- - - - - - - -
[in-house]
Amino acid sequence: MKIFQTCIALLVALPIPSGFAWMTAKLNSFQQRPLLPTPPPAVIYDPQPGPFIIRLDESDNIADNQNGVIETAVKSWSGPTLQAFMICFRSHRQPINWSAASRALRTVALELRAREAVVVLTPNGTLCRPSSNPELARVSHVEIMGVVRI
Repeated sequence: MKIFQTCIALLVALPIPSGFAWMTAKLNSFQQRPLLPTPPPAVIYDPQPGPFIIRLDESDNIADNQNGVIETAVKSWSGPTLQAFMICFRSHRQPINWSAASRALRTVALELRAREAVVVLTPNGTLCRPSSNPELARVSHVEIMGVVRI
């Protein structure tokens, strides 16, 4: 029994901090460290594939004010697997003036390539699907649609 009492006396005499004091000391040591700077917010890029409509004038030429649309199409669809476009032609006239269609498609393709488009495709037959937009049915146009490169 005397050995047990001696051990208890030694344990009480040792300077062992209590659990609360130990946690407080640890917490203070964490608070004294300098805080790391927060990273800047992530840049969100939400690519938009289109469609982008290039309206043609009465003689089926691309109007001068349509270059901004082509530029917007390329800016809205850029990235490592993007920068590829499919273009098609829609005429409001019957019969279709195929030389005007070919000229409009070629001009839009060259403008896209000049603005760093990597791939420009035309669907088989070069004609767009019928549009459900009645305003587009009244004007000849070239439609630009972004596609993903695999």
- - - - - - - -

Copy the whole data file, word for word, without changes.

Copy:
[in-house]
Amino acid sequence: MKIFQTCIALLVALPIPSGFAWMTAKLNSFQQRPLLPTPPPAVIYDPQPGPFIIRLDESDNIADNQNGVIETAVKSWSGPTLQAFMICFRSHRQPINWSAASRALRTVALELRAREAVVVLTPNGTLCRPSSNPELARVSHVEIMGVVRI
Repeated sequence: MKIFQTCIALLVALPIPSGFAWMTAKLNSFQQRPLLPTPPPAVIYDPQPGPFIIRLDESDNIADNQNGVIETAVKSWSGPTLQAFMICFRSHRQPINWSAASRALRTVALELRAREAVVVLTPNGTLCRPSSNPELARVSHVEIMGVVRI
């Protein structure tokens, strides 16, 4: 029994901090460290594939004010697997003036390539699907649609 009492006396005499004091000391040591700077917010890029409509004038030429649309199409669809476009032609006239269609498609393709488009495709037959937009049915146009490169 005397050995047990001696051990208890030694344990009480040792300077062992209590659990609360130990946690407080640890917490203070964490608070004294300098805080790391927060990273800047992530840049969100939400690519938009289109469609982008290039309206043609009465003689089926691309109007001068349509270059901004082509530029917007390329800016809205850029990235490592993007920068590829499919273009098609829609005429409001019957019969279709195929030389005007070919000229409009070629001009839009060259403008896209000049603005760093990597791939420009035309669907088989070069004609767009019928549009459900009645305003587009009244004007000849070239439609630009972004596609993903695999």